Websites and Software

  • NVWP Website (Wordpress) - I assumed control of the NVWP site in 2001 and have developed it through many iterations, starting with a static site built in MS FrontPage, through a Joomla version, and finally to its current Wordpress version.
  • WSHSBeyond (Joomla) - This site is no longer active, but I started building it in 2002 to create an online space for students across multiple courses and teachers to connect using discussion forums, blogs, and wikis. Students in the humanities program (three grade levels, six teachers) would collaborate through the networking tools on this site. I wrote a blog post about using Joomla to build the site in 2007.
  • Personal Wiki - This site is where I initially collected notes for my presentations and work with NVWP. Many of the presentation and course notes are still on the site.
  • CFSR Portal (Drupal) - My current work as Web Content Manager for JBS International, Inc. involves managing multiple portals built on Drupal. I manage content and layout, recommend features, monitor performance, and train staff on proper use. This work is proprietary, so I cannot provide login access to non-JBS / Children's Bureau staff.
  • Document Management Systems (KnowledgeTree / SharePoint) - I use both KnowledgeTree and SharePoint with my current employer to help manage thousands of documents. I advise on organization, monitor performance, and train staff on proper use.
  • I've also worked with a variety of software and online applications for education, including: Moodle, BlackBoard, SchoolFusion, and various grading and school record-keeping systems.


Below are a few examples of the ways in which I used online technology in my own teaching of English and creative writing courses.

  • Discussion Forum (English Humanities) - I used a discussion forum across three sections of English 10 Humanities to encourage student writing, develop fluency, improve assertion and support in thinking, and connect concepts in the course with the day-to-day lives of students. Every two weeks, students were required to write at least 500 words on the forum. This could be all in one post, over a number of posts, or in response to other students' posts (though they were required to make one original post per grading period). The topic was connected to a unifying theme for the course: the concept of "the true, the good, and the beautiful" and how those concepts informed the literature and art of the various cultures we studied. On the forum, I asked students to look at their daily media (TV, magazines, internet, movies, books, advertisements, etc.) and ask three questions: What is this thing saying about truth, or goodness, or beauty? How do I know that? And what do I think about that assertion? Over time, I saw students really progress in their ability to think critically about media and entertainment, develop their understanding about assertions and support when making an argument, and grow in their ability to express their thoughts in writing. And because the audience was authentic (peers across multiple class sessions), the motivation to write clearly about topics that mattered to them drove students to improve. It was one of the most successful writing-related assignments in any of my courses.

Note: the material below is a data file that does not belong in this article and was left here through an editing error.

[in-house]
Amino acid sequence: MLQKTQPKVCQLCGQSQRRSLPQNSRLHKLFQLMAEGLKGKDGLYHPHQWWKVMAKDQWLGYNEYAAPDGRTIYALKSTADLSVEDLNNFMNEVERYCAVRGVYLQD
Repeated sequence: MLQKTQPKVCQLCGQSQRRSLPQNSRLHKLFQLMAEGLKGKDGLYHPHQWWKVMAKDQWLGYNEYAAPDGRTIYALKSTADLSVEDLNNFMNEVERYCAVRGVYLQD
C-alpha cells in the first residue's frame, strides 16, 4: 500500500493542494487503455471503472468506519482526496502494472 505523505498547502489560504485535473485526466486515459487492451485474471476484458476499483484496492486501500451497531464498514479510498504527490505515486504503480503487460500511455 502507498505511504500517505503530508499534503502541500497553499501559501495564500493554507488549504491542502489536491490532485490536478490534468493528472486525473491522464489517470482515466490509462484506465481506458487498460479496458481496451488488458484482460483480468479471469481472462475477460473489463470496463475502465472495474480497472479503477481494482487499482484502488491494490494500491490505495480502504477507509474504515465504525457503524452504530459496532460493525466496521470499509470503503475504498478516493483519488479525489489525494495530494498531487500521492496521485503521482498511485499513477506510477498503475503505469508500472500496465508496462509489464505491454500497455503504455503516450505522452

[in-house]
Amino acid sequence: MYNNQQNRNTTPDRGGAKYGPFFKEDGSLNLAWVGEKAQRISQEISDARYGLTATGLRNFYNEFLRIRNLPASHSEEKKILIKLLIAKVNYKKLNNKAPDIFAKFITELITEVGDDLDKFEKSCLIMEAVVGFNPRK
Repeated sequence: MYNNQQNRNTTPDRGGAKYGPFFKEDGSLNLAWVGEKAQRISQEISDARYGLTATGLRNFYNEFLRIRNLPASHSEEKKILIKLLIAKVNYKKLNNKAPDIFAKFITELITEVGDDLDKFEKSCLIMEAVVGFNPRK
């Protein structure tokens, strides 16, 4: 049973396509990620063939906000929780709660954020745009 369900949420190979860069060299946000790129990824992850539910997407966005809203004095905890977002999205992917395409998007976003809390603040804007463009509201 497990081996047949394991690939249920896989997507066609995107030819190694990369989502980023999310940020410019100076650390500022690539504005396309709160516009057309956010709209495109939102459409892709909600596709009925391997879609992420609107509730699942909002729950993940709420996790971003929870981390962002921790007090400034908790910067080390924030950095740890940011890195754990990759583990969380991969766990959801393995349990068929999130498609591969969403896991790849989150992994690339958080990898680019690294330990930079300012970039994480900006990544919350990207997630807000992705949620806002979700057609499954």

• Mini-Blog / Research Paper (AP Language and Composition) - The county-mandated research paper forced students to gain skills in a range of technology, most notably online research and database use. To help students avoid the predictable pitfalls of random Google searches and Wikipedia "transcribing" that so often happens in research, I asked students to start a mini-blog on the class website at the beginning of the school year where they were to collect articles, quotes, images, and other things they found online that related to at least two different topics they thought they might write about for the research paper. These were short notes, with a link/capture of the item and a sentence or two about why they had selected that item or what was significant about it (like a more-focused-than-normal Tumblr blog). My main purpose was to force students to think about topics over a period of time (instead of during the final week before the paper was due), but it also allowed me to build in small lessons about online research over the first two grading periods, rather than trying to cram it all in. Students were asked to use one of the methods we learned for each of the new additions to their mini-blogs. While I'm sure they didn't always follow that guideline, it was clear over time that they were adding at least a few new techniques to their research kit.
  • Blogging (Creative Writing) - Students in the four-year creative writing program were asked to keep personal blogs about their reading and writing experiences. We built the blogs on an early version of ELGG because we wanted to maintain privacy for their writing while still allowing students to read and comment on each other's posts. Students were required to write two posts per week (of about 250 words each): one discussing something they were reading in a given genre, with a focus on writing styles and techniques they noticed, for better or worse; the other discussing their writing progress and process for that week. The regular reflection helped students gain better insight into their writing and learn to read "as writers." At the end of each semester, students reviewed their posts and composed two writings that answered the questions: What have I learned about writing from my readings? What have I learned about myself as a writer?